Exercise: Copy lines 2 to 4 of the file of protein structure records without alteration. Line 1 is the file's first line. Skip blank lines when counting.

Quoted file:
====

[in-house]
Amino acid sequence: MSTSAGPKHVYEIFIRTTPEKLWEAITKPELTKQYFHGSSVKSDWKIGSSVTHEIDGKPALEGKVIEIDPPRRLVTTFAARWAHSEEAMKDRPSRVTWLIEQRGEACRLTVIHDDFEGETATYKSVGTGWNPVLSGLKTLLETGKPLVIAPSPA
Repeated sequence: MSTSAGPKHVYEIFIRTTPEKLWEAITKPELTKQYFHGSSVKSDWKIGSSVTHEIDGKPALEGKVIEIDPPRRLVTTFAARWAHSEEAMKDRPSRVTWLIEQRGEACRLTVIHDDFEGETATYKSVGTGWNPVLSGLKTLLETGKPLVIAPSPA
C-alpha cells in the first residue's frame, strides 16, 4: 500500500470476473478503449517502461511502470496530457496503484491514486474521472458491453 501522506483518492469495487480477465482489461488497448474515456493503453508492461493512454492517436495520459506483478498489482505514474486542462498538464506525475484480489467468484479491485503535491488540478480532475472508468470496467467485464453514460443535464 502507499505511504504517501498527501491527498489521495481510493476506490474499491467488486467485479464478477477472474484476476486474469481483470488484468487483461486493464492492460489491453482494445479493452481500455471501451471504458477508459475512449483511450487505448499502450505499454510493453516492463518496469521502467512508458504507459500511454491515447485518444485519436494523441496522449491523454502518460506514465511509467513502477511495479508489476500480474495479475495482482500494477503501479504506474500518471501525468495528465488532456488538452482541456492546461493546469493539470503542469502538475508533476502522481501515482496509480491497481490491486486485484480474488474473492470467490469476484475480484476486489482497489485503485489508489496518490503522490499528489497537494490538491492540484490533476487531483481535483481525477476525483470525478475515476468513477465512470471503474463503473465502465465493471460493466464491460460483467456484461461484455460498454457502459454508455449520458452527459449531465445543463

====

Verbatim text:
Amino acid sequence: MSTSAGPKHVYEIFIRTTPEKLWEAITKPELTKQYFHGSSVKSDWKIGSSVTHEIDGKPALEGKVIEIDPPRRLVTTFAARWAHSEEAMKDRPSRVTWLIEQRGEACRLTVIHDDFEGETATYKSVGTGWNPVLSGLKTLLETGKPLVIAPSPA
Repeated sequence: MSTSAGPKHVYEIFIRTTPEKLWEAITKPELTKQYFHGSSVKSDWKIGSSVTHEIDGKPALEGKVIEIDPPRRLVTTFAARWAHSEEAMKDRPSRVTWLIEQRGEACRLTVIHDDFEGETATYKSVGTGWNPVLSGLKTLLETGKPLVIAPSPA
C-alpha cells in the first residue's frame, strides 16, 4: 500500500470476473478503449517502461511502470496530457496503484491514486474521472458491453 501522506483518492469495487480477465482489461488497448474515456493503453508492461493512454492517436495520459506483478498489482505514474486542462498538464506525475484480489467468484479491485503535491488540478480532475472508468470496467467485464453514460443535464 502507499505511504504517501498527501491527498489521495481510493476506490474499491467488486467485479464478477477472474484476476486474469481483470488484468487483461486493464492492460489491453482494445479493452481500455471501451471504458477508459475512449483511450487505448499502450505499454510493453516492463518496469521502467512508458504507459500511454491515447485518444485519436494523441496522449491523454502518460506514465511509467513502477511495479508489476500480474495479475495482482500494477503501479504506474500518471501525468495528465488532456488538452482541456492546461493546469493539470503542469502538475508533476502522481501515482496509480491497481490491486486485484480474488474473492470467490469476484475480484476486489482497489485503485489508489496518490503522490499528489497537494490538491492540484490533476487531483481535483481525477476525483470525478475515476468513477465512470471503474463503473465502465465493471460493466464491460460483467456484461461484455460498454457502459454508455449520458452527459449531465445543463